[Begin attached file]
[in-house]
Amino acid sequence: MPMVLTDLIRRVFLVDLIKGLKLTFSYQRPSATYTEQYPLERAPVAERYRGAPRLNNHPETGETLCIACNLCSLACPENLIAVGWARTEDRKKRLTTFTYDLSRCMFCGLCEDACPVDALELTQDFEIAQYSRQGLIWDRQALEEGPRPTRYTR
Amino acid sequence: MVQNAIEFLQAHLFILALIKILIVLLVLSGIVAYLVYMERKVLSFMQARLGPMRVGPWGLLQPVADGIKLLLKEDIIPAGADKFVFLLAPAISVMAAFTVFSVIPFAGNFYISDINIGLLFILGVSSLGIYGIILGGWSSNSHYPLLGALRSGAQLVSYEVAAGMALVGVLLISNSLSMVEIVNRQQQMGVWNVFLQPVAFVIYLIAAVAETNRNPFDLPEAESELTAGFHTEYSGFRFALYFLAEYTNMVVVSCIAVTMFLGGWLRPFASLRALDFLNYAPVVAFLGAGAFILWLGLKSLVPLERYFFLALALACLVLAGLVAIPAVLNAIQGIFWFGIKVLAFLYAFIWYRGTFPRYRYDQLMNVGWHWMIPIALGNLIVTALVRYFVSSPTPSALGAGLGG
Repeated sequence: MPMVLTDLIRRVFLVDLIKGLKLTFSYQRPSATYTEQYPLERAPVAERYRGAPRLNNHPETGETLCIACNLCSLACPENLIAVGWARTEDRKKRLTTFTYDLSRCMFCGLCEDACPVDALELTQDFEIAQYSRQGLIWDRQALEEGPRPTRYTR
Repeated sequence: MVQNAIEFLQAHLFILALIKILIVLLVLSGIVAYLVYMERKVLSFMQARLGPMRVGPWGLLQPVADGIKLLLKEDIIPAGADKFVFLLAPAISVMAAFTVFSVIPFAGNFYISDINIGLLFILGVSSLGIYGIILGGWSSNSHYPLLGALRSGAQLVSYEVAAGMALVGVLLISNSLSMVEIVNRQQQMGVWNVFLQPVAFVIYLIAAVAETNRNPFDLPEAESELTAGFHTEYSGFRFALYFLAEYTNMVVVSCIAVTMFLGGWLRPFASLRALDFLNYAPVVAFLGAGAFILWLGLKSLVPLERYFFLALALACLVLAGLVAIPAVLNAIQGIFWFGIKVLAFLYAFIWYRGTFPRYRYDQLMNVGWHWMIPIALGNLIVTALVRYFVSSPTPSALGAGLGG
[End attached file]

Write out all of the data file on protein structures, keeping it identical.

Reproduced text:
[in-house]
Amino acid sequence: MPMVLTDLIRRVFLVDLIKGLKLTFSYQRPSATYTEQYPLERAPVAERYRGAPRLNNHPETGETLCIACNLCSLACPENLIAVGWARTEDRKKRLTTFTYDLSRCMFCGLCEDACPVDALELTQDFEIAQYSRQGLIWDRQALEEGPRPTRYTR
Amino acid sequence: MVQNAIEFLQAHLFILALIKILIVLLVLSGIVAYLVYMERKVLSFMQARLGPMRVGPWGLLQPVADGIKLLLKEDIIPAGADKFVFLLAPAISVMAAFTVFSVIPFAGNFYISDINIGLLFILGVSSLGIYGIILGGWSSNSHYPLLGALRSGAQLVSYEVAAGMALVGVLLISNSLSMVEIVNRQQQMGVWNVFLQPVAFVIYLIAAVAETNRNPFDLPEAESELTAGFHTEYSGFRFALYFLAEYTNMVVVSCIAVTMFLGGWLRPFASLRALDFLNYAPVVAFLGAGAFILWLGLKSLVPLERYFFLALALACLVLAGLVAIPAVLNAIQGIFWFGIKVLAFLYAFIWYRGTFPRYRYDQLMNVGWHWMIPIALGNLIVTALVRYFVSSPTPSALGAGLGG
Repeated sequence: MPMVLTDLIRRVFLVDLIKGLKLTFSYQRPSATYTEQYPLERAPVAERYRGAPRLNNHPETGETLCIACNLCSLACPENLIAVGWARTEDRKKRLTTFTYDLSRCMFCGLCEDACPVDALELTQDFEIAQYSRQGLIWDRQALEEGPRPTRYTR
Repeated sequence: MVQNAIEFLQAHLFILALIKILIVLLVLSGIVAYLVYMERKVLSFMQARLGPMRVGPWGLLQPVADGIKLLLKEDIIPAGADKFVFLLAPAISVMAAFTVFSVIPFAGNFYISDINIGLLFILGVSSLGIYGIILGGWSSNSHYPLLGALRSGAQLVSYEVAAGMALVGVLLISNSLSMVEIVNRQQQMGVWNVFLQPVAFVIYLIAAVAETNRNPFDLPEAESELTAGFHTEYSGFRFALYFLAEYTNMVVVSCIAVTMFLGGWLRPFASLRALDFLNYAPVVAFLGAGAFILWLGLKSLVPLERYFFLALALACLVLAGLVAIPAVLNAIQGIFWFGIKVLAFLYAFIWYRGTFPRYRYDQLMNVGWHWMIPIALGNLIVTALVRYFVSSPTPSALGAGLGG